Cut-off Hadston villagers try to get Arriva bus service restored

A NORTHUMBERLAND community which has been axed from a bus route is fighting to get the decision reversed.

A NORTHUMBERLAND community which has been axed from a bus route is fighting to get the decision reversed.

People at Hadston, near Amble, have been left up in arms after bus company Arriva decided that a service which came into the village every day on an hourly basis would no longer do so.

The bus had been vital to people wanting to access health, childcare and community facilities, shops or visit friends.

Villagers have now contacted Arriva and set up a petition calling for the service to once again serve Hadston.

The number 20 from Amble to Ashington entered the village from the B1330, traveling along Hadston Road and Bondicar Road before turning round and continuing South via the B road.

However, as of February 3, the service no longer turns off the B1330, leaving a walk of half a mile from Hadston to the nearest stop the bus calls at.

The bus, which connects with the X20 onto Newcastle, was used by villagers wanting to go shopping at Ashington and Amble, visit friends or attend hospital appointments at Wansbeck General.

It was also used by people travelling into Hadston to use its doctors’ surgery, children’s centre, community cafe, shops and post office. Pensioner Joan Flanighan, 71, of Simonside Crescent, used the service two or three times a week and has no car.

Mrs Flanighan, a volunteer at the community cafe, said: “We have to walk up to the top of the road, which is maybe half a mile.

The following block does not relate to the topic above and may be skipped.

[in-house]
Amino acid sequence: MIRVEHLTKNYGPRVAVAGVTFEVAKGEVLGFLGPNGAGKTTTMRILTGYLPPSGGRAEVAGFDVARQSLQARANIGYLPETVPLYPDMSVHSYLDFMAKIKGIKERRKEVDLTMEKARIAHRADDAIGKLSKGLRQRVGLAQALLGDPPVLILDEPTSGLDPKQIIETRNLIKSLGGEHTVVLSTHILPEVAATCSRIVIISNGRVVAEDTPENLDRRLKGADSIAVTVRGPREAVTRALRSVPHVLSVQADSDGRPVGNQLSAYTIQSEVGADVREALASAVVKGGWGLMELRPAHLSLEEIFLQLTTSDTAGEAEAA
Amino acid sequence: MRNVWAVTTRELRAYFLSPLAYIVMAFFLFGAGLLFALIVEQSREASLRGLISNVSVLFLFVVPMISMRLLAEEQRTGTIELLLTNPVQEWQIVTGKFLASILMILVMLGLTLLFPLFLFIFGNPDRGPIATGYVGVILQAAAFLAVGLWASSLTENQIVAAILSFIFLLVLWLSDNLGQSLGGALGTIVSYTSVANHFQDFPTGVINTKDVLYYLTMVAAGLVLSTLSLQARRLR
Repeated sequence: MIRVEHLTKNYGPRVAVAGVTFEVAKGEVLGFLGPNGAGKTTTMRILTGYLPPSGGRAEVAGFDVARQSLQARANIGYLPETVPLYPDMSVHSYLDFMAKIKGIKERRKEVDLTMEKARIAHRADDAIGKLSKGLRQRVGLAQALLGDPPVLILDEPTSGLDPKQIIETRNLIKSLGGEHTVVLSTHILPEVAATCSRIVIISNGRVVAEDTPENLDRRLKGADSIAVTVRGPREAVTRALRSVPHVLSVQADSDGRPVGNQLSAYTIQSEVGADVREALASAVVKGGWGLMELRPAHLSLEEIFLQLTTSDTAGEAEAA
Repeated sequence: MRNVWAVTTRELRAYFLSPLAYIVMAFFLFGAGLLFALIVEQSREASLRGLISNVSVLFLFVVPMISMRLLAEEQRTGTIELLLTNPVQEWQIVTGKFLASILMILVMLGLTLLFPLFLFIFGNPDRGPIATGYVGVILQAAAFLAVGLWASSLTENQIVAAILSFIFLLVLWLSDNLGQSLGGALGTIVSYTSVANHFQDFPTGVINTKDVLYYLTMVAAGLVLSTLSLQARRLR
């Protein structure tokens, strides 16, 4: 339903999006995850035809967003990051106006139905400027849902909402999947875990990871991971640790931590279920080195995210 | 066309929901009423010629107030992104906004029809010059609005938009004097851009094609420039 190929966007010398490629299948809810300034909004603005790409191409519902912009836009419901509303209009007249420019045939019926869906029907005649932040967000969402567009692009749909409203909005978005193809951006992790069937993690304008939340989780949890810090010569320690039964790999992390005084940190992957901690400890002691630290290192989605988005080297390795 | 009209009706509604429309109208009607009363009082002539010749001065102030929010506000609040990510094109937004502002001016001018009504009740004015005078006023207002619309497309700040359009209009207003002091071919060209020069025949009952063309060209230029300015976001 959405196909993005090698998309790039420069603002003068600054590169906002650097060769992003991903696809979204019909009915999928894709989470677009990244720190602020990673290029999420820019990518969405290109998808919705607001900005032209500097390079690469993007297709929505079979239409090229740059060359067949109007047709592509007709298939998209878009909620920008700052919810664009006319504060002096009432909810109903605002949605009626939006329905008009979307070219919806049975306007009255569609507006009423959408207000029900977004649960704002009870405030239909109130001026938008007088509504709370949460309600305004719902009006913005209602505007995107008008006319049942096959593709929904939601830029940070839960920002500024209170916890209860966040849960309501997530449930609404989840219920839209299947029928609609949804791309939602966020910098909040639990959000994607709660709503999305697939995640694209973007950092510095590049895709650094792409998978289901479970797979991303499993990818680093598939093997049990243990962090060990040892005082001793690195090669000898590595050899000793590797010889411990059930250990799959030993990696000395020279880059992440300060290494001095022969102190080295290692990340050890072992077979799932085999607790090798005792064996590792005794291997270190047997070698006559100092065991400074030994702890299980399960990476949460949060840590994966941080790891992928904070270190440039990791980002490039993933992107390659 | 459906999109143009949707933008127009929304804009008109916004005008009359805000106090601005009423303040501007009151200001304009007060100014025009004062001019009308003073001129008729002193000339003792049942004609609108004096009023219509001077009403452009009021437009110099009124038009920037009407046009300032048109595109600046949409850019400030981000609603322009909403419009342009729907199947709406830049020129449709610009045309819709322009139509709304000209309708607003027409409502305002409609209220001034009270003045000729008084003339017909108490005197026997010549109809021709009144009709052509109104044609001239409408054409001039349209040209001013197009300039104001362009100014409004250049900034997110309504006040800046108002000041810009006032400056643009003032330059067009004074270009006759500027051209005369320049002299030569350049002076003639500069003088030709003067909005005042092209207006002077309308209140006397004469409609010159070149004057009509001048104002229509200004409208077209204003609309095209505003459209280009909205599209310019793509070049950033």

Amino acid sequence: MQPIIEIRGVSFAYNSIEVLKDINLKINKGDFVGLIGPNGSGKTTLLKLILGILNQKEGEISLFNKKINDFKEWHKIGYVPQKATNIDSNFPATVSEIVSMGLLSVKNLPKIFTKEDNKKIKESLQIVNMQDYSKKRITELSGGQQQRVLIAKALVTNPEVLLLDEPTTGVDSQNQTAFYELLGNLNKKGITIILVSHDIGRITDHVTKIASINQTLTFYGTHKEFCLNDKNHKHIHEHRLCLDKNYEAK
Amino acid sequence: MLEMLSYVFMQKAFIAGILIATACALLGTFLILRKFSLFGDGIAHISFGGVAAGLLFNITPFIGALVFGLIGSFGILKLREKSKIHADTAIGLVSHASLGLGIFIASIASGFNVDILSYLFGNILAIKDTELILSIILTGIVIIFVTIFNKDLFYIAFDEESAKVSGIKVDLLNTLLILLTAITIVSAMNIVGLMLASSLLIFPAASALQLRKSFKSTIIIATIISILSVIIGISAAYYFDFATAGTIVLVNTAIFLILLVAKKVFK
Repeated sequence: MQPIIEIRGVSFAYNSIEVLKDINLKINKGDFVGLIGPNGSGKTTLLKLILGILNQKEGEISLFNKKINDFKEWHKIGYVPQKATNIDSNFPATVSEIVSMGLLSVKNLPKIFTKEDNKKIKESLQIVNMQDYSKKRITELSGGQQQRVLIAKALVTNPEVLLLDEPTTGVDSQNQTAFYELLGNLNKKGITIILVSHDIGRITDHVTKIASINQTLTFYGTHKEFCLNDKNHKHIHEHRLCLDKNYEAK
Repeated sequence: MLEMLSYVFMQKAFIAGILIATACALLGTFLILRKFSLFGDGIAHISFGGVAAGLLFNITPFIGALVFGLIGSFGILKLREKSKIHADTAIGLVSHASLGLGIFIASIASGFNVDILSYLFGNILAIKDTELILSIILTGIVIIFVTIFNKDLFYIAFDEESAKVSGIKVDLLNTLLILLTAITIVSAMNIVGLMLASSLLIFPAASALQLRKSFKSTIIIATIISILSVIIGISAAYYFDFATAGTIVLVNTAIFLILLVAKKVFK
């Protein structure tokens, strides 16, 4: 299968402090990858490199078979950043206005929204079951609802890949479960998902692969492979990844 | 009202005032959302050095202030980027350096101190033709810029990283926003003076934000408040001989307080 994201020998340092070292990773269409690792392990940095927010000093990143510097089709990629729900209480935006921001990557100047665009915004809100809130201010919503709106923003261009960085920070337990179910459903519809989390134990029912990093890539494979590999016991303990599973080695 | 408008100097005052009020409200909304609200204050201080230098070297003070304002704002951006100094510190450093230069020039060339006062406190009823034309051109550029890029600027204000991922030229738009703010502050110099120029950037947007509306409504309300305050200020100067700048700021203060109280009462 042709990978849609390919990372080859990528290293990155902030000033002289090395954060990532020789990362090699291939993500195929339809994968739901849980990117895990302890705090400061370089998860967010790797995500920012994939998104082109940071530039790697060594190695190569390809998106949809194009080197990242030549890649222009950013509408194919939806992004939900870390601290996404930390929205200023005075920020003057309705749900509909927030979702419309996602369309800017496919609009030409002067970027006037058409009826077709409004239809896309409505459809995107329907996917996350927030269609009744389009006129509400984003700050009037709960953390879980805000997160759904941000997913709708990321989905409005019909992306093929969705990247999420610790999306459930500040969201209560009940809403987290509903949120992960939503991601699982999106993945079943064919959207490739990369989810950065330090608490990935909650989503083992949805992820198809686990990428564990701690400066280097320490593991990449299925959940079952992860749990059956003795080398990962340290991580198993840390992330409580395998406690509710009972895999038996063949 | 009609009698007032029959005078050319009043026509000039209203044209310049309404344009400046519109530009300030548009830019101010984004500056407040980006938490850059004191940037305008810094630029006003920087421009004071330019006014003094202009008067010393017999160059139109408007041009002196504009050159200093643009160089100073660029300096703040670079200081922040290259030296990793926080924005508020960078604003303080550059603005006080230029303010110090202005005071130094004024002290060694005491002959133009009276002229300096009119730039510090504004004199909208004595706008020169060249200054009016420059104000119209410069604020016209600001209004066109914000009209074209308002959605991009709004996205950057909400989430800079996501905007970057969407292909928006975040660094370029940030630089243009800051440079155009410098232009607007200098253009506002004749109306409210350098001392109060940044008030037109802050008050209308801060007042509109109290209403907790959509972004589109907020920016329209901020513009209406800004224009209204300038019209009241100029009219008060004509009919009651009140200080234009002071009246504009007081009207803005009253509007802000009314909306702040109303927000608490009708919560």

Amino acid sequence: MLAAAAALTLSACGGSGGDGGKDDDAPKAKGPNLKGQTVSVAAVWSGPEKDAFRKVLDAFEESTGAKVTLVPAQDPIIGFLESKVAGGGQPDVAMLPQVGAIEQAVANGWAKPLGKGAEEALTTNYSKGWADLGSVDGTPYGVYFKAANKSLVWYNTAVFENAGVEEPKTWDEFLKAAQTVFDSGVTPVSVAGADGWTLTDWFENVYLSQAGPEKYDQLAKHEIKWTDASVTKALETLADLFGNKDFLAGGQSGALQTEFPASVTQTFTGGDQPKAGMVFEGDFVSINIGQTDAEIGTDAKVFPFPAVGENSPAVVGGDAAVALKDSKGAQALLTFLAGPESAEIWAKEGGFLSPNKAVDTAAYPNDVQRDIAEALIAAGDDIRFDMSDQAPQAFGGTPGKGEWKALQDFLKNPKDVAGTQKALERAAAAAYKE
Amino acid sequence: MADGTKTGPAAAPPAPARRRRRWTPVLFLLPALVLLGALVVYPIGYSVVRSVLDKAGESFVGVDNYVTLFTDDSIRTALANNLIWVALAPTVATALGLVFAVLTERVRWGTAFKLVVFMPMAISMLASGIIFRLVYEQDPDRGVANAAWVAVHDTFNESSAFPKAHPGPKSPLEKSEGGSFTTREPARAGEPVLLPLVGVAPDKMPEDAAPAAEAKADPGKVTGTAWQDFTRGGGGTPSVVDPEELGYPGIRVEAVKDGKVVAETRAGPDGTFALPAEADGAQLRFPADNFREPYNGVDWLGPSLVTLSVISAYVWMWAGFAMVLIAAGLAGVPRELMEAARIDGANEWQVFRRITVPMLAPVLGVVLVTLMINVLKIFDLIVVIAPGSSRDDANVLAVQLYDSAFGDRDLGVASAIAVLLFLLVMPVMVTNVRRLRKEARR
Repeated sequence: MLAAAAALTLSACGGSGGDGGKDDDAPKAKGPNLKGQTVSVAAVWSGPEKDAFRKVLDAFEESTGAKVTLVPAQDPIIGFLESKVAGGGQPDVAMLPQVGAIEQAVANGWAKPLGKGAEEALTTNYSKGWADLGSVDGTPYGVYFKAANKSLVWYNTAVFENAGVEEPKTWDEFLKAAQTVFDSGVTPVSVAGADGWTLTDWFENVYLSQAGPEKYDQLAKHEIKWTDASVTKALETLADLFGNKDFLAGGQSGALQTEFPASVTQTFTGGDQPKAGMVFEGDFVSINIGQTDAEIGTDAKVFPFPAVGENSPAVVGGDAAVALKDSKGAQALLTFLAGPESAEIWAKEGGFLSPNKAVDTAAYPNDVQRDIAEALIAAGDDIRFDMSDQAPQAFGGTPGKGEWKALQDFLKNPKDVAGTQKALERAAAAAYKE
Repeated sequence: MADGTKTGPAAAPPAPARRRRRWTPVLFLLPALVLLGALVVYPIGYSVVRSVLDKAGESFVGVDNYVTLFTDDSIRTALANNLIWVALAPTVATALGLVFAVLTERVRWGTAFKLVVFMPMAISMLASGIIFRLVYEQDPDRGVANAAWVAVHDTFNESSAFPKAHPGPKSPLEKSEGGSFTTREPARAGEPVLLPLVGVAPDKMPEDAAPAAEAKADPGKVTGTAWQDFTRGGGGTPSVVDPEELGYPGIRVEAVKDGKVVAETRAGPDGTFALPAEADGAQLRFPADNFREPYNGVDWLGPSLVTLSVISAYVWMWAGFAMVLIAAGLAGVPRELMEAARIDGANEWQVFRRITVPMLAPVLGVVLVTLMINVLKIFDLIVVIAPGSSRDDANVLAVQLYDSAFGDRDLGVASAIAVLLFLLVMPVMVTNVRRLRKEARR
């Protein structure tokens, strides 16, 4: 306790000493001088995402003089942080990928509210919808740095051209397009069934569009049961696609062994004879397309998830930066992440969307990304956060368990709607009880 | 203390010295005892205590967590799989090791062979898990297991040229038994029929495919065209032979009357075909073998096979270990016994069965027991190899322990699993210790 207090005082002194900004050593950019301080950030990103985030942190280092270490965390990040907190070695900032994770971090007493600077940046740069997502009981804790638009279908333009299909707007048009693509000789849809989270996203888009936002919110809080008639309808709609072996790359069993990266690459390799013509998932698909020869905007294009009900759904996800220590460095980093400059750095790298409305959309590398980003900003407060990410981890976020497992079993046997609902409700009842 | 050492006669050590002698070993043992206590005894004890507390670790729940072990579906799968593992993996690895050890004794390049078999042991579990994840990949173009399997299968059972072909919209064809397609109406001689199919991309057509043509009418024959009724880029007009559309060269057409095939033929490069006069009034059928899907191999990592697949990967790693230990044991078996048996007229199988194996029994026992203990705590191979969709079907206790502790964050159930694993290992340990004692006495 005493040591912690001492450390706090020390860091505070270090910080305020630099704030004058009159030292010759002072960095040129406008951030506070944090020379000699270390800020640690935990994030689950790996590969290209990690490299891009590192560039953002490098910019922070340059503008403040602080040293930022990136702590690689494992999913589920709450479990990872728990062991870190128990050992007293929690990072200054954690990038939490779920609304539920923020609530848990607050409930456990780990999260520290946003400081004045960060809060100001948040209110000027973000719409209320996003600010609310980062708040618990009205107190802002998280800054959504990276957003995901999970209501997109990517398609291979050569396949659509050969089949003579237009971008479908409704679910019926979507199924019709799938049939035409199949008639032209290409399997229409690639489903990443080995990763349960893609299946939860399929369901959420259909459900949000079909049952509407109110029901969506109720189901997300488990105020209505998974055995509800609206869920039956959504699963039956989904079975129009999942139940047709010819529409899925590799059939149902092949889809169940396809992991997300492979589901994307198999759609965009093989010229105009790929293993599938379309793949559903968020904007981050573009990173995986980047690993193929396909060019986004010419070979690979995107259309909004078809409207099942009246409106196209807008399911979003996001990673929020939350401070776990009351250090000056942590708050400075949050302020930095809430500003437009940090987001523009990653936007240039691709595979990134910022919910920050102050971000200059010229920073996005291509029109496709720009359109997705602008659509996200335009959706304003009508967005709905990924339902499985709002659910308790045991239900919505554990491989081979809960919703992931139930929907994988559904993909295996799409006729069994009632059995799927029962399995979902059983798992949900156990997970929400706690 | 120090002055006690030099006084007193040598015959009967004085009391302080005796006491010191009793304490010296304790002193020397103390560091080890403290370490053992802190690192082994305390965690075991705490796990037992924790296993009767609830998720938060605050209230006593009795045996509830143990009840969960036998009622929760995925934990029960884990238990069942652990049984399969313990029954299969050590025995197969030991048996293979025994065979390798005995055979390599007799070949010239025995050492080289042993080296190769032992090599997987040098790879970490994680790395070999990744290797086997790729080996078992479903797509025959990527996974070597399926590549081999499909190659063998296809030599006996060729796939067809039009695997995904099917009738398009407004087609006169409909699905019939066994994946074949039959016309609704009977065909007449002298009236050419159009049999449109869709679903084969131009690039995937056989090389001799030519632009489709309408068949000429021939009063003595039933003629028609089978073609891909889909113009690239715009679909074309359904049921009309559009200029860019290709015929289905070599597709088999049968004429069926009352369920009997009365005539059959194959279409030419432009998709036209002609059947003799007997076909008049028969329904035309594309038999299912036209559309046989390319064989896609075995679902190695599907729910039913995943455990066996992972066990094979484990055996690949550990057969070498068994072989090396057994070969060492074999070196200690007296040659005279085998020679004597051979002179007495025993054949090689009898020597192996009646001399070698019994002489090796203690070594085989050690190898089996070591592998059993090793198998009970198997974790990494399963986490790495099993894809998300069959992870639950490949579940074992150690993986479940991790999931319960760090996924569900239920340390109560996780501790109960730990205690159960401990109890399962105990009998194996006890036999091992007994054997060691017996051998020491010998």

“But if you have shopping when you come home it is really heavy. It is up hill as well.

“There are quite a few people that can not manage to walk up to the top of the road. Some people are getting a taxi up to the top of the road which costs an extra £3.”

Scott Dickinson, chairman of East Chevington Parish Council and company director at Hadston House youth and community project, has written to Arriva, plans to invite them to a meeting of the council and set up the petition.

He said: “This is a clear example of a service being taken away without any consultation on the impact it would have.

“It has left people high and dry.”

Nick Knox, area managing director for Arriva North East, said changes to the service had been made “to improve reliability”.

“These changes will see us provide customers with a faster and more reliable service between Amble and Ashington, and on into Newcastle,” he added.

“Unfortunately, it does mean that the few passengers that were using the service in the Hadston Square area will no longer be directly served.”


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